Unlike the piano – which unless creatively modified is confined to the 12 pitches of the Western chromatic scale – the strings have access to the notes between the notes. This freedom allows for all manner of expressive wobbling, bending, and sliding.
The emotional potential of stringed instruments is only magnified when they gather in number. While a lone violin can be fragile and intimate, there are few forces on earth more powerful than a strings section in full flight.
We have chosen 10 essential neo-classical albums that showcase the strings – in all their “in-between-the-notes”, wobbly, bendy, slidy glory.
1. Recomposed by Max Richter – Vivaldi, The Four Seasons (2012)
Max Richter’s breakthrough moment. The composer took on the challenge of “recomposing” one of the finest and most popular works for strings of all time – Vivaldi’s Four Seasons. The recording of Richter’s recomposition topped the classical charts in 22 countries, and introduced Max Richter’s music to millions of fans worldwide.
Motifs from Vivaldi’s 18th-century work become fragments that Richter crushes and repeats in crystalline forms. Rhythmic intensity is dialled up, so too the bass section – now supported in the low sub frequencies by a Moog synthesiser.
2. Hildur Guðnadóttir – Saman (2014)
Icelandic composer Hildur Guðnadóttir shot to international recognition following her scores for HBO’s Chernobyl miniseries and the Hollywood film Joker. These two projects scored Guðnadóttir wins at the Academy Awards, the Golden Globes, the Emmy Awards, Grammy awards, and the BAFTAS.
Mainstream success aside, digging into the cellist-composer’s impressive back catalogue of solo albums reveals a treasure trove of intimate, emotional and creative instrumental music. Throughout her 2014 album Saman, the cello plays the role of lead vocalist, droning accompaniment, ambient noisemaker, and everything in between.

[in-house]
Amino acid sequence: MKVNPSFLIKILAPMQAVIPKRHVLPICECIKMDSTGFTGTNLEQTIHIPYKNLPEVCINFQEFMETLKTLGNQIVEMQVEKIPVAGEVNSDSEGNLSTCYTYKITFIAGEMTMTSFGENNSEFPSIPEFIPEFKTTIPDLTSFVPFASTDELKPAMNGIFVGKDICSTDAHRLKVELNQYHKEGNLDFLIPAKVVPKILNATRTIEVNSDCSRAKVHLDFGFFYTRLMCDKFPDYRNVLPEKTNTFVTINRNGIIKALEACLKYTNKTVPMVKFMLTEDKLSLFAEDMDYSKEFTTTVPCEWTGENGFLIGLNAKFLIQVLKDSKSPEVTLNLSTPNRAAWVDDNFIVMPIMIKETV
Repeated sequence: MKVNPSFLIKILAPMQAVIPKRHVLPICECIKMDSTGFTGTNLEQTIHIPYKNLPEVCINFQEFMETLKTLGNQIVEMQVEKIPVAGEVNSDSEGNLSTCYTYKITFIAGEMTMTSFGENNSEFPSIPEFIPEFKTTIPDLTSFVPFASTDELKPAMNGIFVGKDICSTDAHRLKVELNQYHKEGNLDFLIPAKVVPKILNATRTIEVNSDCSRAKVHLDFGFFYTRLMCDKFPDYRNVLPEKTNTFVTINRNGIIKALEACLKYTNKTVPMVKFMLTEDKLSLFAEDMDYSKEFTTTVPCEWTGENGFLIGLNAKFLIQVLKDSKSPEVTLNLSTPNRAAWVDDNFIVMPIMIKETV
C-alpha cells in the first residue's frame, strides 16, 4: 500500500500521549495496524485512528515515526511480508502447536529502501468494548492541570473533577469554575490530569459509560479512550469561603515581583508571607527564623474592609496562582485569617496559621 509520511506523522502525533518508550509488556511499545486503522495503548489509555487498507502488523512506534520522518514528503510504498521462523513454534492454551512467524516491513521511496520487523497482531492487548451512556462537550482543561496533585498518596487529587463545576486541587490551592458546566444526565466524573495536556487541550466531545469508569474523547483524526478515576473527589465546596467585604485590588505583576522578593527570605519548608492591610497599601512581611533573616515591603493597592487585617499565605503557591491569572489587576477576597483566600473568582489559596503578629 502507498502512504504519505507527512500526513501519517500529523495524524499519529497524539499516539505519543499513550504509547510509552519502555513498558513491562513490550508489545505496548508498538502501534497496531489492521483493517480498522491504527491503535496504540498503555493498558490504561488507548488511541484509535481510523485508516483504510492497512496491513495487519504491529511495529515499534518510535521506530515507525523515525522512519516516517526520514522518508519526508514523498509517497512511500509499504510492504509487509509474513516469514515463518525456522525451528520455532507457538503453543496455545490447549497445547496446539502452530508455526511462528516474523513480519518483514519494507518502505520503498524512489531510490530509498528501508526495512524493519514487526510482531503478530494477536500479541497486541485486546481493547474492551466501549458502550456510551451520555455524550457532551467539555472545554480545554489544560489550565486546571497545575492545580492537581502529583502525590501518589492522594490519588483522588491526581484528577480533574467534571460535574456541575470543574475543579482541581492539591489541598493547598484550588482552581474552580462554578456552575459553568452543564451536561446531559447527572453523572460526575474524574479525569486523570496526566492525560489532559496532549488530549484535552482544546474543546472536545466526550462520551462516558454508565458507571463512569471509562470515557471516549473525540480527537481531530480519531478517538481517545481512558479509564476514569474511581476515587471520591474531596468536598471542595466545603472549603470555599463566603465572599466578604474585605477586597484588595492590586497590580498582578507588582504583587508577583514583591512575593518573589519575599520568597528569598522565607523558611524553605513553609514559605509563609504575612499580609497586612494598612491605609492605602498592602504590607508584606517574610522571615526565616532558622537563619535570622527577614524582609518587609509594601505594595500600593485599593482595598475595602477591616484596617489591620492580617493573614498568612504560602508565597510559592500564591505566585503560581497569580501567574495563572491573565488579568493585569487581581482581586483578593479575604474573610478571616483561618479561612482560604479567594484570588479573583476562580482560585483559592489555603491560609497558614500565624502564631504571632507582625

3. Recomposed by Peter Gregson – Bach, The Cello Suites (2018)
In the second “recomposed” album on this list, Scottish cellist and composer Peter Gregson takes on the iconic Cello Suites by Johann Sebastian Bach. Taking a similar approach to Max Richter – Gregson breaks the original work into small melodic fragments.
Gregson’s multi-tracked cello is placed within a lush, ambient soundstage – enveloped in fluttering synthesisers and a generous serving of reverberation. The result is a kind of romantic minimalism, satisfyingly in both structural integrity, melody, and atmosphere.
4. Remy van Kesteren – Shadows (2019)
A classically trained musician, Dutch harpist Remy van Kesteren’s musical worldview was blown wide open by a studio mishap. Forgetting to bring his harp to a recording session, van Kesteren was forced to improvise, making music with whichever instruments were at his disposal.
The harpist was now playing synthesisers, programming drum loops, using guitar effects, and singing through a vocoder. And in doing so, van Kesteren realised that his musical creativity was not defined by his training, or his instrument of choice, but by his musical intuition. So began a journey of creative discovery and the resulting album Shadows, in which Remy’s harp is pulled firmly into the 21st Century.